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About Our Group

About Greyhounds

About Adoption


Dogs We've Placed

Dogs Needing Homes



Guest Book



Greyhound's Circle of Friends


Greyhounds Then & Now

Two very interesting facts about Greyhounds are that they are both the oldest and the fastest breed of dog known to man. They are the only breed mentioned in the bible and are known to have been cherished pets & hunters belonging to royalty in ancient Egypt, Greece and Rome thousands of years ago. During the middle ages, they were bred for British noblemen and there was a time when only nobility was allowed to own them by law. The British also popularized lure coursing, which, back then, consisted of two dogs competing to chase the same live hare. This practice was brought to America and racing of today was developed over time. There are also many pieces of art and many poems written about the breed, dating back hundreds of years.

Greyhounds, though also bred for show, are mainly bred for racing because of their speed and their chase instinct. You may have seen images of them racing and noticed that they wear muzzles. Although many assume it is because they are vicious, they are actually there for the dogs' protection and also so judges can tell better who won a race.

It used to be that many thousands of dogs were euthanized or given to medical science when they were finished their racing career. These practices are decreasing as more adoption groups are able to take in more dogs, and in turn, find great homes to adopt to. Many of the U.S. tracks are working with Greyhound Pets of America and the National Greyhound Association, as well as some other groups to help adopt dogs out directly from the tracks themselves. Greyhounds are raced in many other countries like Holland, Czech Republic and others. The dogs from Europe that are raced are usually house pets in their owners homes and not kept in kennels like in the states. They are couch potatoes just like the ones we adopt out. They are treated as members of the family in most cases. Racing is not a money maker in Europe as it is in the states. There are exceptions to every rule though, as you might have heard about the atrocities with dogs in Spain being sent from Ireland when they are finished racing there. England, Scotland and Ireland also have racing, in most cases much like in the U.S.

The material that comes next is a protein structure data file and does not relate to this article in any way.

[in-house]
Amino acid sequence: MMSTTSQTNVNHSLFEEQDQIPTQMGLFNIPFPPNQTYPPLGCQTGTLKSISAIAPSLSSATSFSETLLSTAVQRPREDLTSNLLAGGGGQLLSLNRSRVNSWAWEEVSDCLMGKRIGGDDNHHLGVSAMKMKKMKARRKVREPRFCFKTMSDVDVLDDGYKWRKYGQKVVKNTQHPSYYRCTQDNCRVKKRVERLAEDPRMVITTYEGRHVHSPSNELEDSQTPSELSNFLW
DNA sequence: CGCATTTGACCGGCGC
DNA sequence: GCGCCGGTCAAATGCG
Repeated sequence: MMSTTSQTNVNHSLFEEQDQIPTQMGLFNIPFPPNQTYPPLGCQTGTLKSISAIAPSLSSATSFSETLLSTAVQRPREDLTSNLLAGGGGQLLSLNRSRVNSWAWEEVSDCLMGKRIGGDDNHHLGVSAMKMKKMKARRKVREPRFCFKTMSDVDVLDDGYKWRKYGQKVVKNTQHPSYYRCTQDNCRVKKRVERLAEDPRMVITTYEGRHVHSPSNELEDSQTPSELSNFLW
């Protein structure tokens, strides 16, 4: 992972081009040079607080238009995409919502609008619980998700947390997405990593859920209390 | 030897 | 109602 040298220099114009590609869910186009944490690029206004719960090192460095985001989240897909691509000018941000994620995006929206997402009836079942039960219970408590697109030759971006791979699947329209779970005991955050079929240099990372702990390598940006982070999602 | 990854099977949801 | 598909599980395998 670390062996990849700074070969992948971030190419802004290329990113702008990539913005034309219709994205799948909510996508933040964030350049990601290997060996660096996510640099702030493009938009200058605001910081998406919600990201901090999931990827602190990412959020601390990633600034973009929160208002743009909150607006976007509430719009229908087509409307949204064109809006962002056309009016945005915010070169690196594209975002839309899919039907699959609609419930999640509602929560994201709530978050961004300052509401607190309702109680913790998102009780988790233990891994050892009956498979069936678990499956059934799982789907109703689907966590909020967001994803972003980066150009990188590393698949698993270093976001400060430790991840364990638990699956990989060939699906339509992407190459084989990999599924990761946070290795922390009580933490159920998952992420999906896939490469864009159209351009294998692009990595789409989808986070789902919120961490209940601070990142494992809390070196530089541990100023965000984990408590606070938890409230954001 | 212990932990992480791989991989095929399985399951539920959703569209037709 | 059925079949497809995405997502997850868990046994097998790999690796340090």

Frequently Asked Questions About Greyhounds

How Much Do They Cost?

Our group does not (technically) have a fee to adopt a dog. That is to say we do not profit by adopting out greyhounds. The only thing you pay is what we have already paid out of our pockets. This includes the vet bill (spay/neuter, vaccines, heartworm testing, deworming, dentistry) and our added expense of fostering the dog for approximately 1 to 2 months (which would include food, medication, etc.) The fee also includes a collar which you take with you.

How Old Are The Dogs?

If you are receiving a dog we have rescued from a breeder, they can be literally any age. In most cases, you will be receiving a dog that is a retired racer from the track. Depending on the dog's racing career, they can be anywhere between 2 and 5 years old. We sometimes have people return a dog they have adopted and those dogs need homes too. In those cases the dog can be ANY age.

Are Greyhounds Safe Around Cats (or other small animals)?

The family that is fostering the dog and has it in their care for the 1 to 2 month period will determine whether the dog is what we call 'cat-safe.' Greyhounds are trained to chase and so some of them will NOT be safe around small animals. On the other hand, most can be trained to behave well around them.

Are They Safe Around Children?